Take the unfair contract law challenge
One of the most significant statutory developments to have occurred to contract law in Australia over the past decade is in force from 12 November this year.
From this date, the 'unfair contract term' regime that currently applies to consumers will be extended to cover certain 'standard form' small business contracts. This will include contracts renewed or varied on, or after, the November date.
TAKE THE QUIZ NOW
The team at Henry Davis York has prepared for clients a quiz to help establish if you have a clear understanding if a contract term will be regarded as fair, unfair or remains in the 'grey area' of the law under the new regime.
Test your knowledge and understanding of this important change to contract law.
The reforms will see the amendment of both the Competition and Consumer Act 2010 (Cth) and the Australian Securities and Investments Commission Act 2001 (Cth) to prohibit unfair contract terms in certain small business 'standard form contracts'.
A key driver of the reforms is the desire to protect small businesses, especially those in situations where they are dealing with larger entities and a perceived unfair advantage may arise.
In August this year, Australian Competition and Consumer Commission (ACCC) Deputy Chair Dr Michael Schaper issued a timely reminder to industry about the importance of becoming compliant with the reforms. He noted that, during the ACCC's engagement with industry, it appeared many sectors still remained unprepared.
Dr Schaper urged "all businesses that issue standard form contracts to undertake a review of their terms in the lead up to 12 November to ensure that they are compliant with the new laws."
Who is affected?
The reforms are relevant to any entity that uses a standard form contract when entering into a business-to-business transaction. This will include certain public sector entities to the extent that they 'carry on a business'.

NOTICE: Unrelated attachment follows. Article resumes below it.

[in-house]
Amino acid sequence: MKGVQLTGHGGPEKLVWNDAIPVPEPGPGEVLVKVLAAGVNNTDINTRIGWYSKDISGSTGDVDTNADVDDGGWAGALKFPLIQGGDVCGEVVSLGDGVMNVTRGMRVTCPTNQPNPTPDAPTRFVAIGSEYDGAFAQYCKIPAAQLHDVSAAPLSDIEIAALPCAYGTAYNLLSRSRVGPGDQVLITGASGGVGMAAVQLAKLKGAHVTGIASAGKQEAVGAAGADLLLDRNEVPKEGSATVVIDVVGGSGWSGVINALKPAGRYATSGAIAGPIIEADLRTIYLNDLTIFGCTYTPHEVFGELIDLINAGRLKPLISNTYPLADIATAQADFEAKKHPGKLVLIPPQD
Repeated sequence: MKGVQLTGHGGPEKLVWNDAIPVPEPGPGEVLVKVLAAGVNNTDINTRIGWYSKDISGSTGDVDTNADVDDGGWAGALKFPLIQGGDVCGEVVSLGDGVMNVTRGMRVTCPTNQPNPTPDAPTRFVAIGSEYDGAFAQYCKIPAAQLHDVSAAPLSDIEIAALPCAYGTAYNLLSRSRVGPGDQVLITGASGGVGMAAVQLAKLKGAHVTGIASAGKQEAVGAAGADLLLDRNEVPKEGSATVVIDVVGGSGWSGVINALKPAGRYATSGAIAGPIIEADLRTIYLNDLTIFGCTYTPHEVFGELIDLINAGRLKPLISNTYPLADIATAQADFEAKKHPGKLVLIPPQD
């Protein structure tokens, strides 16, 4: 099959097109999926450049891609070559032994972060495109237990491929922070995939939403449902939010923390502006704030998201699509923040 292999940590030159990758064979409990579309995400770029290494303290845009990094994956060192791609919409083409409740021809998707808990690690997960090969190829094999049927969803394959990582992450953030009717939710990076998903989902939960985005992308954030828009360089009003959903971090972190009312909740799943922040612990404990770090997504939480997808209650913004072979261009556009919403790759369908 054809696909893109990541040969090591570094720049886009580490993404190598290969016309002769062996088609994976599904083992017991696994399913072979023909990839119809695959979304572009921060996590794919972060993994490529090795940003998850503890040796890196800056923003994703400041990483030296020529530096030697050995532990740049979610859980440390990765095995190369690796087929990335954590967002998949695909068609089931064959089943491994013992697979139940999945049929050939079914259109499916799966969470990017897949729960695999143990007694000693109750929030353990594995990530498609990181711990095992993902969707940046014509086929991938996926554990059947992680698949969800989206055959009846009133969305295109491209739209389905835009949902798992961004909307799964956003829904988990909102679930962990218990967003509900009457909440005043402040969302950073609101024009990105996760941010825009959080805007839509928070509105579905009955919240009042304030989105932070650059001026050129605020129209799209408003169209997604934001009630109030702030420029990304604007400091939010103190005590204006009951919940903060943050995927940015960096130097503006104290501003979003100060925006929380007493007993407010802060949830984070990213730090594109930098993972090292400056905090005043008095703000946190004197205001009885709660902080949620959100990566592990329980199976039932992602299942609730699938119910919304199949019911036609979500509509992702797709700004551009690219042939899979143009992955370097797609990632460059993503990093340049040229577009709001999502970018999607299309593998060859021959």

Contracts that may be affected include:
- Supply of goods and services contracts
- Distribution contracts
- Consultancy agreements
- ICT supply contracts
- Venue hire agreements
- 'Design and construct' and 'construct only' contracts
- Commercial leases
- Contracts for the supply of financial products and services.
To check if the reforms apply to a particular transaction, you can apply the four-step test found below. If you answer 'yes' to all of these questions, then (subject to a small category of exceptions) the reforms will apply to your transaction.
A 'standard form contract' is a contract that is provided by a party on 'a take it, or leave it basis', including where there has not been an opportunity to negotiate its terms.
A 'small business' is one that employs fewer than 20 persons, including casual employees where they are employed on a regular and systematic basis.
What is an 'unfair term'?
An 'unfair term' is a term that:
- causes a significant imbalance in the parties' rights and obligations under the contract;
- causes detriment to a party; and
- is not reasonably necessary to protect the legitimate interests of the party that would be advantaged by the term.
In determining whether a term is unfair a court may take into account matters it thinks relevant but it must take into account:
- the extent to which the term is transparent; and
- the contract as a whole.
A 'transparent term' includes a term that is expressed in reasonably plain language, is legible, presented clearly and readily available to any party affected by the term.
Both the ACCC and ASIC have released publications that provide additional guidance on the application of the reforms and what constitutes an unfair term. Please click here to view the ACCC Information Sheet and here to view the ASIC Information Sheet.
The reforms do not apply to terms that define the main subject matter of contracts or where the term is required by a Commonwealth, State or Territory law. Some other exclusions also apply.
Consequences of non-compliance
If a contract includes an 'unfair term', the court may determine that the term is void and should be struck-out. In addition, reputational damage could arise for the entity that drafted the term, especially if the court case attracts the attention of the media.
How HDY can help
HDY recommends that organisations transacting with small businesses should review their standard form contracts to ensure compliance with the reforms.
We can assist you to:
- review and update your standard form contracts to identify and remove 'unfair terms';
- develop separate, stand-alone contract templates for small business contracts;
- train your staff on compliance with the reforms and, where applicable, how to negotiate terms where they are likely to fall foul of the reforms; and
- understand the application of the reforms to your business and your contracts.
We are grateful for the assistance provided by Sarah Walters, HDY's Director of Knowledge Services, in preparing this Insight and the unfair contract terms quiz.